With the support of USAID, Mercy Corps and our partners conducted a Strategic Resilience Assessment in Karamoja, Uganda to identify which groups are most vulnerable to shocks and stresses, and the resilience capacities people need to learn and adapt.
Mercy Corps works in places characterized by fragility and crisis, where the impacts of shocks and stresses threaten people’s ability to get ahead. Through shared analysis, learning and action, our Resilience Approach helps communities identify and address underlying vulnerabilities, minimize exposure to risks and strengthen resilience capacities to achieve positive, inclusive change.
Resilience thinking deepens our collective understanding of complex and dynamic systems and the people who rely on them. To help navigate the uncertainty and unpredictability inherent in these systems, we regularly revisit a set of guiding resilience questions (illustrated above in yellow):
- What boundaries and systems shape a community’s development?
- What goals do communities have for their future?
- What shocks and stresses threaten these goals?
- Which groups are most vulnerable to these threats, and why?
- What capacities will help people cope with and adapt to these threats, and transform their future?
As illustrated in Figure 1, answering these questions enables our teams and partners to design resilient development strategies that adapt as contexts shift, helping us learn how to support vulnerable rural and urban communities in achieving their long-term goals.
Because we recognize that an effective approach to resilience must take into account differences due to gender and identity, we have invested in research and toolkits to better understand and apply important principles around the intersection of gender, inclusion, and resilience.
Our Strategic Resilience Assessment (STRESS)
Mercy Corps developed the Strategic Resilience Assessment (STRESS) methodology (pictured above in blue) to help practitioners use resilience thinking to prevent instability from derailing communities’ progress toward humanitarian and development objectives. STRESS enables teams to analyze their contexts and develop resilience theories of change, which allow teams to create more robust strategies and targeted interventions that support communities in achieving long-term well-being outcomes and transformational change.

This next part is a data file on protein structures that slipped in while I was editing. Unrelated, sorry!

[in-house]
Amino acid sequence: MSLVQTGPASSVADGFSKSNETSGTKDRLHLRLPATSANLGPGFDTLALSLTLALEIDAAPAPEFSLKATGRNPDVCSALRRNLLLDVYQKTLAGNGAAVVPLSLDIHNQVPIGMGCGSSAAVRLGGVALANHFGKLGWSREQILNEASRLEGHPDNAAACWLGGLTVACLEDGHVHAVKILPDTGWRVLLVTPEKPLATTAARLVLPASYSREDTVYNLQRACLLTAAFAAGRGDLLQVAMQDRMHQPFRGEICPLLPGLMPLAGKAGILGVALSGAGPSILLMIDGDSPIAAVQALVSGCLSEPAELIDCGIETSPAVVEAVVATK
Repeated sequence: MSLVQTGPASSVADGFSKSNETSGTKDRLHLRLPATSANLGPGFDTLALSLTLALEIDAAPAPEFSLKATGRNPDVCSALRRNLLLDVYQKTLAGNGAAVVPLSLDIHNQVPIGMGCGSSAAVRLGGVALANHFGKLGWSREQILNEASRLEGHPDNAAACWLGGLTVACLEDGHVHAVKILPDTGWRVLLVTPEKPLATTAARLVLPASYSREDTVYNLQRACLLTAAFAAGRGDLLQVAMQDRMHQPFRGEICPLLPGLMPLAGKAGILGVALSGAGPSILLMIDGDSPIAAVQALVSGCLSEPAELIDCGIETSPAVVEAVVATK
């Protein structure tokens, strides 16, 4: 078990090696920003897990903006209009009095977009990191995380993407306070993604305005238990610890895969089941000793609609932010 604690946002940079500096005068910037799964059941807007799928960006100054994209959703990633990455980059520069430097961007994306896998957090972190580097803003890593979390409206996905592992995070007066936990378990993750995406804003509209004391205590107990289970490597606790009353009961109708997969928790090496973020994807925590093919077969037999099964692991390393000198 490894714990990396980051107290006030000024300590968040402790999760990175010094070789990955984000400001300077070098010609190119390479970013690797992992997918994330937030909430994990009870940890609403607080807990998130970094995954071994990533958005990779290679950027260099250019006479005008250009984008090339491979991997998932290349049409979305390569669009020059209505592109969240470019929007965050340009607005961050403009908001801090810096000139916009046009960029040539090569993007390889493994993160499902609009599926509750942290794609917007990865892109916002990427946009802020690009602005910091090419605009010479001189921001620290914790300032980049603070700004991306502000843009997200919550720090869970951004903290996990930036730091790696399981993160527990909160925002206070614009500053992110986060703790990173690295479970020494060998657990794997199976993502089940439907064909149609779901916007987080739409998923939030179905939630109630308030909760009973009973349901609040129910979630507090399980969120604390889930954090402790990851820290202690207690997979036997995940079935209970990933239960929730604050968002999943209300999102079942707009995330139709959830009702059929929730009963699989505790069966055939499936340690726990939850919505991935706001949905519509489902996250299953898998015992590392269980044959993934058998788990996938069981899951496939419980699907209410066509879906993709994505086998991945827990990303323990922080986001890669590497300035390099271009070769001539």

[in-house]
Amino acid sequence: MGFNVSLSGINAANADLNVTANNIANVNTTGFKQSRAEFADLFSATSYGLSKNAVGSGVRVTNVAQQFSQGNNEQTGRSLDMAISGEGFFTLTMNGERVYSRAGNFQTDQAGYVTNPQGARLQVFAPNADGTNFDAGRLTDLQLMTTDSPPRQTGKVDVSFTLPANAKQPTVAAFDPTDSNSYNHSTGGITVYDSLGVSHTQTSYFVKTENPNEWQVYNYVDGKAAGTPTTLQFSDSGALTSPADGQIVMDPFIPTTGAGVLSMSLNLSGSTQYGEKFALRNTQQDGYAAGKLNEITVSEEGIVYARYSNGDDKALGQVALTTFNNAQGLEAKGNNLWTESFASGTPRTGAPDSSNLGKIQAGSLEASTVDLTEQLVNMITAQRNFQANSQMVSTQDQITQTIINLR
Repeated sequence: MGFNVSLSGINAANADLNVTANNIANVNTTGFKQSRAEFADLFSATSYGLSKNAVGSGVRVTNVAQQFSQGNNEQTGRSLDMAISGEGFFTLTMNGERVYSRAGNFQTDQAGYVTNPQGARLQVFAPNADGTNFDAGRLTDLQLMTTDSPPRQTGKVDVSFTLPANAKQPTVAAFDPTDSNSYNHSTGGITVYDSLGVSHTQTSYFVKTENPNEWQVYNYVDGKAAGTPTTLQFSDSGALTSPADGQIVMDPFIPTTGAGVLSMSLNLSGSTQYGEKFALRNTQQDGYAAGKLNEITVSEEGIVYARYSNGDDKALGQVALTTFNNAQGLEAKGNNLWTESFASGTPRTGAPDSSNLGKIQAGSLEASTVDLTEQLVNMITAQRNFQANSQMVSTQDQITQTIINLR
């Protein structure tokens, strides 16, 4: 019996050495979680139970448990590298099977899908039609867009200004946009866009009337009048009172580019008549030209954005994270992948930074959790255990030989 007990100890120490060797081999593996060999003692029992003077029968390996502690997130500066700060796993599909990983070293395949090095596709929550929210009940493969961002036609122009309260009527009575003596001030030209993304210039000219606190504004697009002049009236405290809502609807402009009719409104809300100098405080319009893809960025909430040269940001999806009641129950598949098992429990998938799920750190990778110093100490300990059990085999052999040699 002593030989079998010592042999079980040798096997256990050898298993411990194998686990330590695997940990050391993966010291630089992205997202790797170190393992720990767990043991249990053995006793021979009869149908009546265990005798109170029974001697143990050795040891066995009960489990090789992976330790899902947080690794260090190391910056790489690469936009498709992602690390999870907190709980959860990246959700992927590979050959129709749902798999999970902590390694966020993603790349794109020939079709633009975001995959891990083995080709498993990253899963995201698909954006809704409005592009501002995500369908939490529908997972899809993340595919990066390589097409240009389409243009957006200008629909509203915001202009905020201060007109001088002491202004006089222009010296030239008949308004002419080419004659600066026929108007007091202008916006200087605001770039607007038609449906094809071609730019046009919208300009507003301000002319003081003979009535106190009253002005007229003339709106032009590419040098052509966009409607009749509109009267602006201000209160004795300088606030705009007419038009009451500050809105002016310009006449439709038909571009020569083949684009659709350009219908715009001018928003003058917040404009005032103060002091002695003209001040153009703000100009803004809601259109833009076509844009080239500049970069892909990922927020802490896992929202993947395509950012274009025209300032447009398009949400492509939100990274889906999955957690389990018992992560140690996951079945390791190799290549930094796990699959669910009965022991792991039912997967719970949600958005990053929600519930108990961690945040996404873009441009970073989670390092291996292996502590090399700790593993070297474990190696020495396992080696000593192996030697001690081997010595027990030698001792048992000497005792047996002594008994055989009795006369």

Kenya: Wealth and Warriors: Adolescents in the Face of Drought in Turkana, Kenya
What is life like for girls in traditional pastoralist communities? This study examines their daily responsibilities, social roles, and how they contribute towards household resilience in times of crisis.
DR Congo: Assessing the humanitarian response in North Kivu
Despite large-scale international assistance, the DRC province of North Kivu remains in chronic crisis. Mercy Corps & partners undertook a case study to find out why — and how we must change our programming to be more effective, impactful and sustainable.
Uganda: Navigating complexity: Adaptive management in the Northern Karamoja Growth, Health & Governance program
Development actors increasing agree that managing programs adaptively – especially complex interventions – can improve their effectiveness. But what does adaptive management look like in practice?
Mali, Niger, Nigeria: Rethinking resilience
Nowhere is answering the question of how to increase resilience more critical than across the Sahel, a region plagued by chronic poverty, food insecurity, drought, ecosystem degradation, and conflict. But among the many factors, one issue looms largest: gender inequality.
Myanmar: Visibility versus Vulnerability
The change taking place in Myanmar has brought new complexities that require an integrated analysis of how economic and political vulnerabilities are tied to instability.
Myanmar: Socio-Economic Analysis of Kayah State in Myanmar
In March - June 2013, a consortium involving Mercy Corps and four other INGO and NGO partners conducted a socio-economic analysis of Kayah State in Myanmar with funding from the European Union.
Mercy Corps Resilience Hubs
Mercy Corps has prioritized resilience at an agency level.
About the Resilience Learning Consortium
The concept of ‘resilience’ has gained traction, and donors, implementers, and other stakeholders have begun to invest more heavily in this approach.
Indonesia: Building 100 Resilient Cities
We know that the human and economic costs of disasters are most felt in urban centers, and these costs are only going to soar as cities grow and become more interconnected.
Africa Drylands Resilience Capacity Statement
Mercy Corps has been working on resilience-focused programming in Africa since 2004, with a current portfolio of over $200 million in Ethiopia, Kenya, Mali, Niger, Nigeria, Somalia, Uganda, and Sou